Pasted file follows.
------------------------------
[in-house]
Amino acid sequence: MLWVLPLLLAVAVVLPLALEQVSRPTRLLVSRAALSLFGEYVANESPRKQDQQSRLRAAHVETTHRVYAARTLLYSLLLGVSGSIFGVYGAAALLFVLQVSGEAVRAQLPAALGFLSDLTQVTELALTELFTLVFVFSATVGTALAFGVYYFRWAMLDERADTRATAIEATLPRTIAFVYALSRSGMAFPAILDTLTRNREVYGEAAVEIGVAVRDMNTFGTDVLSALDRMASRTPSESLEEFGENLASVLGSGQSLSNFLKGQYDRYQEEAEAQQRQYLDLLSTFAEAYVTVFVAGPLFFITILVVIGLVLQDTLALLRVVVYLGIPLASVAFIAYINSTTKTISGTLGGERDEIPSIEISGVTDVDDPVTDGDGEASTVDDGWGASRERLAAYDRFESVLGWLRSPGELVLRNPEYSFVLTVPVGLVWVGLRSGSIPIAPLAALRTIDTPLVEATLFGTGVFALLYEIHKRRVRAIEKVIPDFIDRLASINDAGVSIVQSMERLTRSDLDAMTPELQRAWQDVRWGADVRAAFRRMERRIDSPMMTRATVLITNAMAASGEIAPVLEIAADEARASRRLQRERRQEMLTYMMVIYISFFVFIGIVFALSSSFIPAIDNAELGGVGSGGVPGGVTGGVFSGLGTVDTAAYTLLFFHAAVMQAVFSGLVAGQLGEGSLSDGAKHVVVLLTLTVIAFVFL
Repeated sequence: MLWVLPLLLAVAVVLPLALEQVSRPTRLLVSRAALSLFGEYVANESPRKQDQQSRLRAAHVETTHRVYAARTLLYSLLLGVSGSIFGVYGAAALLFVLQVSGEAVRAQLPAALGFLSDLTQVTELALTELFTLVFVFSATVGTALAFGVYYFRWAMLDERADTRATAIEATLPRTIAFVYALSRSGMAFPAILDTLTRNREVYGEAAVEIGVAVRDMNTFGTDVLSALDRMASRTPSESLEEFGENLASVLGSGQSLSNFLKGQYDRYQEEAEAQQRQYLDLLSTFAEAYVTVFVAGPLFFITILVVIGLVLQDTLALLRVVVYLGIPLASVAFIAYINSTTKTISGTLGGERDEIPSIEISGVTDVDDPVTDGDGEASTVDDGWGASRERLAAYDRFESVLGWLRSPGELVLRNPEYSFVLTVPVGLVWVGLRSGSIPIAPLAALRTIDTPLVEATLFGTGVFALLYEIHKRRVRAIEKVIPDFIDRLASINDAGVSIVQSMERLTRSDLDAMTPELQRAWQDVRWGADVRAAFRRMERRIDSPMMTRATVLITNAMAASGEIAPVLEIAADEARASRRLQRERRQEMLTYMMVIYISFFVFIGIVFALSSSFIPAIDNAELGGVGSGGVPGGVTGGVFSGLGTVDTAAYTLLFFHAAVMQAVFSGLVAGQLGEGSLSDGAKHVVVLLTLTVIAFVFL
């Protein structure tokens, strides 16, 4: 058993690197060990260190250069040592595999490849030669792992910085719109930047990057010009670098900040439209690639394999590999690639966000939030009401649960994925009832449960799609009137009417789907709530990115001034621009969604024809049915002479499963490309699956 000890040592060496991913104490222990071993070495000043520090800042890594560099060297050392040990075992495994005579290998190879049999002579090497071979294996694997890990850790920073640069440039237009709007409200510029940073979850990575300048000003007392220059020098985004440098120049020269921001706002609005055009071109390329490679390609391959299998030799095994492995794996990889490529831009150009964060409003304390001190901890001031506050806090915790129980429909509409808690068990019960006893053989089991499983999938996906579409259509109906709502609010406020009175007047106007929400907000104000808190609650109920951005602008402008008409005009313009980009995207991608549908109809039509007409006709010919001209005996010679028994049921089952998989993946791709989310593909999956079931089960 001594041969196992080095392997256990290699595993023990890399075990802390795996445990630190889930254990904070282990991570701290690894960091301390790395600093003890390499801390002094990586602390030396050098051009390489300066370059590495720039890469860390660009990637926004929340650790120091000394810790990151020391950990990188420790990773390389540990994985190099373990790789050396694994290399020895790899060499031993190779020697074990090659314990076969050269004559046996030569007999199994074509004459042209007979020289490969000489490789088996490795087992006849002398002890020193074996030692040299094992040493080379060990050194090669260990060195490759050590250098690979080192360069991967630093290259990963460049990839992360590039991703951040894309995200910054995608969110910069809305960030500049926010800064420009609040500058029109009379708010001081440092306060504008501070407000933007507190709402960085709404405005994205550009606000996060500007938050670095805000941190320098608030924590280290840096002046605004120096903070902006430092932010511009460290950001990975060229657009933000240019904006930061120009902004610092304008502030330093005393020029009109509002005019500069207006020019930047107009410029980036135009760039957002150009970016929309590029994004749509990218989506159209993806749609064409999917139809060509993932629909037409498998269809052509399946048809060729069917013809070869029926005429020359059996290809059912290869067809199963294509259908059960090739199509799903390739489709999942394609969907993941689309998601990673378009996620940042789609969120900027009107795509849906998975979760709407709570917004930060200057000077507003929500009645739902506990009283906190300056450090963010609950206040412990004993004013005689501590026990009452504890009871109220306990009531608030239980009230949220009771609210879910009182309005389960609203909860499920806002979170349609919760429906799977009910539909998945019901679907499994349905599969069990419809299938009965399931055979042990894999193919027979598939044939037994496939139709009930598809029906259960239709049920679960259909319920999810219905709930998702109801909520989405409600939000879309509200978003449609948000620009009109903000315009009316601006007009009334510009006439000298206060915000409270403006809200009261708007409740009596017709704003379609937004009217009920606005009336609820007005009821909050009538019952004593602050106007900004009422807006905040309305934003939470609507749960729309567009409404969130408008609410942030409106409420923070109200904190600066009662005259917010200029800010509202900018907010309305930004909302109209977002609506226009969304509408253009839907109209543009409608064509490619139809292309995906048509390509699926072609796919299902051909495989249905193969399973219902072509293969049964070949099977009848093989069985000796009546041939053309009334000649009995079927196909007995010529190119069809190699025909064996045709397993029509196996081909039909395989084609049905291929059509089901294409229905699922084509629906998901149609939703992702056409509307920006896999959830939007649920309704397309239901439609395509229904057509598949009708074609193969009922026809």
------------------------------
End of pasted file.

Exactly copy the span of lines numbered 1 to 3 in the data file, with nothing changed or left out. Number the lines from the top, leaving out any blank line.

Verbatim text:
[in-house]
Amino acid sequence: MLWVLPLLLAVAVVLPLALEQVSRPTRLLVSRAALSLFGEYVANESPRKQDQQSRLRAAHVETTHRVYAARTLLYSLLLGVSGSIFGVYGAAALLFVLQVSGEAVRAQLPAALGFLSDLTQVTELALTELFTLVFVFSATVGTALAFGVYYFRWAMLDERADTRATAIEATLPRTIAFVYALSRSGMAFPAILDTLTRNREVYGEAAVEIGVAVRDMNTFGTDVLSALDRMASRTPSESLEEFGENLASVLGSGQSLSNFLKGQYDRYQEEAEAQQRQYLDLLSTFAEAYVTVFVAGPLFFITILVVIGLVLQDTLALLRVVVYLGIPLASVAFIAYINSTTKTISGTLGGERDEIPSIEISGVTDVDDPVTDGDGEASTVDDGWGASRERLAAYDRFESVLGWLRSPGELVLRNPEYSFVLTVPVGLVWVGLRSGSIPIAPLAALRTIDTPLVEATLFGTGVFALLYEIHKRRVRAIEKVIPDFIDRLASINDAGVSIVQSMERLTRSDLDAMTPELQRAWQDVRWGADVRAAFRRMERRIDSPMMTRATVLITNAMAASGEIAPVLEIAADEARASRRLQRERRQEMLTYMMVIYISFFVFIGIVFALSSSFIPAIDNAELGGVGSGGVPGGVTGGVFSGLGTVDTAAYTLLFFHAAVMQAVFSGLVAGQLGEGSLSDGAKHVVVLLTLTVIAFVFL
Repeated sequence: MLWVLPLLLAVAVVLPLALEQVSRPTRLLVSRAALSLFGEYVANESPRKQDQQSRLRAAHVETTHRVYAARTLLYSLLLGVSGSIFGVYGAAALLFVLQVSGEAVRAQLPAALGFLSDLTQVTELALTELFTLVFVFSATVGTALAFGVYYFRWAMLDERADTRATAIEATLPRTIAFVYALSRSGMAFPAILDTLTRNREVYGEAAVEIGVAVRDMNTFGTDVLSALDRMASRTPSESLEEFGENLASVLGSGQSLSNFLKGQYDRYQEEAEAQQRQYLDLLSTFAEAYVTVFVAGPLFFITILVVIGLVLQDTLALLRVVVYLGIPLASVAFIAYINSTTKTISGTLGGERDEIPSIEISGVTDVDDPVTDGDGEASTVDDGWGASRERLAAYDRFESVLGWLRSPGELVLRNPEYSFVLTVPVGLVWVGLRSGSIPIAPLAALRTIDTPLVEATLFGTGVFALLYEIHKRRVRAIEKVIPDFIDRLASINDAGVSIVQSMERLTRSDLDAMTPELQRAWQDVRWGADVRAAFRRMERRIDSPMMTRATVLITNAMAASGEIAPVLEIAADEARASRRLQRERRQEMLTYMMVIYISFFVFIGIVFALSSSFIPAIDNAELGGVGSGGVPGGVTGGVFSGLGTVDTAAYTLLFFHAAVMQAVFSGLVAGQLGEGSLSDGAKHVVVLLTLTVIAFVFL